1. Only Display the First 50 (or some other number) of Matches. This approach solves the problem by only displaying a set number of listings on the map at one time. A good example of this is ShackPrices, which limits the display to the first 50 matches. This approach has the advantage of being relatively clear to the user and allows the user to sort the results to see the “most important” 50. The disadvantage is that it doesn’t give the user any sense of the context of the larger result set on the map.
2. Require the User to Zoom In. This approach solves the problem by requiring the user to zoom in on the map to a point where a manageable number of listings are displayed. An example of this approach is John L Scott, which shows this when too many matches exist:
The advantage of this approach is that it’s pretty easy. The disadvantage is that it limits the usefulness of the map to relatively small or less active listing areas.
3. Clusters. The third approach is to use “cluster points,” which basically uses a single point to resprent a large number of listings. Trulia uses this approach:
The advantage of clusters is you can still get some sense of the listing counts in an area even with high volumes. The disadvantage is that you still don’t get a full context. I think Trulia’s approach could be improved slightly by using varying sized icons to represent the relative size of the listing counts, similar to how GapMinder (recently bought by Google) does for statistics.
This approach is similar to the heat maps used by Trulia and others in that the map tiles are pre-rendered as opposed to rendering them on the fly or live. The disadvantage, of course, is that the data isn’t live, it’s at least a day or more old, but at these high zoom levels, that shouldn’t matter too much. The advantage is that you can see the full context of the listings at all zoom levels. This approach can look really cool with different colors per status or other key criteria to see trends on a more macro level.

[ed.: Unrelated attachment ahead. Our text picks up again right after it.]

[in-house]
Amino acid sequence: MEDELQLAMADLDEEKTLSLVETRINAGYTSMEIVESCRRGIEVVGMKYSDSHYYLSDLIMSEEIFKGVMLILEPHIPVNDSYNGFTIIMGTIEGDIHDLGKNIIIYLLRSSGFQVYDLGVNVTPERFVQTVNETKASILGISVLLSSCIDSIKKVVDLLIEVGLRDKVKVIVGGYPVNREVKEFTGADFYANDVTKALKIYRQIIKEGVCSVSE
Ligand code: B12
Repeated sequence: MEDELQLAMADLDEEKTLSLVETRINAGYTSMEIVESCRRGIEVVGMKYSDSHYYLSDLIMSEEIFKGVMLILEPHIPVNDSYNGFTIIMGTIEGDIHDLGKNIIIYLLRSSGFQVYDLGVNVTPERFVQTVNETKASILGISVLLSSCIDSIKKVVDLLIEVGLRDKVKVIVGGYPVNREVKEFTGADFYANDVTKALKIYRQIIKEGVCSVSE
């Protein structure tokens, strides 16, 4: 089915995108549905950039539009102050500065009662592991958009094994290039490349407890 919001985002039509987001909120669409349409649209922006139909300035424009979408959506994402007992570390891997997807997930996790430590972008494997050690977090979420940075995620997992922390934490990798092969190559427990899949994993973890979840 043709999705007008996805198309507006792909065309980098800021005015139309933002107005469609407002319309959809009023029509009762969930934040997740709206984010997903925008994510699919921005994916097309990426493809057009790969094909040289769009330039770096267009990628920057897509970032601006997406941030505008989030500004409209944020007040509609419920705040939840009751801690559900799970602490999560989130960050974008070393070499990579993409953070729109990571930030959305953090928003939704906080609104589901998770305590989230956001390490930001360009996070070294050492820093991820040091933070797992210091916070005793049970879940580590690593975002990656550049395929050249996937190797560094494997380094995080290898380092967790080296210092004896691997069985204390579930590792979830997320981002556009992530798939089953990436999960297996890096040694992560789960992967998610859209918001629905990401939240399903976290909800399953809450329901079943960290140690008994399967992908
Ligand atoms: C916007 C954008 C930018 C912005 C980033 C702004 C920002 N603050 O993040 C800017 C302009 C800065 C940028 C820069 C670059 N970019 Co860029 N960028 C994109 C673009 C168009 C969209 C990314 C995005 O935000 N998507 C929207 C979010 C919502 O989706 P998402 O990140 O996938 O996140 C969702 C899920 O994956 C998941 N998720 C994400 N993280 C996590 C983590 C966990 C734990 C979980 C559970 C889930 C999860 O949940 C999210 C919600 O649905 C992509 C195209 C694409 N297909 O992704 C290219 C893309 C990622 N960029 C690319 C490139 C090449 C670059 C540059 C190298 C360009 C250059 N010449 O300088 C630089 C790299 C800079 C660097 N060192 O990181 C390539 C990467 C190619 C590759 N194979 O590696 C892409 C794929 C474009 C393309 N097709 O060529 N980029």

Please let us know what you think is the best of the approaches described above.
(I originally had included a poll option here, but it didn’t work properly because we’re using cross domains. Sorry. We’ll try to get the poll added back in but, until then, please add your comments below.)
An interesting side note is that while publicly accessible web sites can easily mash-up Google or other map systems, MLS vendors don’t have that luxury on the private side of the MLS because Google’s license requires the site to be “generally accessible to consumers.” Google and others do have options for commercial applications but we also need to integrate parcel maps, land use, flood zone and other layers into the mapping, which aren’t available through Google. This is our third map system integration into our MLS software. Like many MLS vendors, we started with MapQuest Enterprise Service in the early days. A couple of years ago, we switched to GeoJet so we could add parcel and other mapping layers to the system. Now we’re migrating all of our clients to MapServer. We’re very hopeful this will be our last mapping integration. We’ve now got GIS expertise in-house and are working directly with a very large number of counties throughout the country on collecting parcel maps, imagery and other data layers.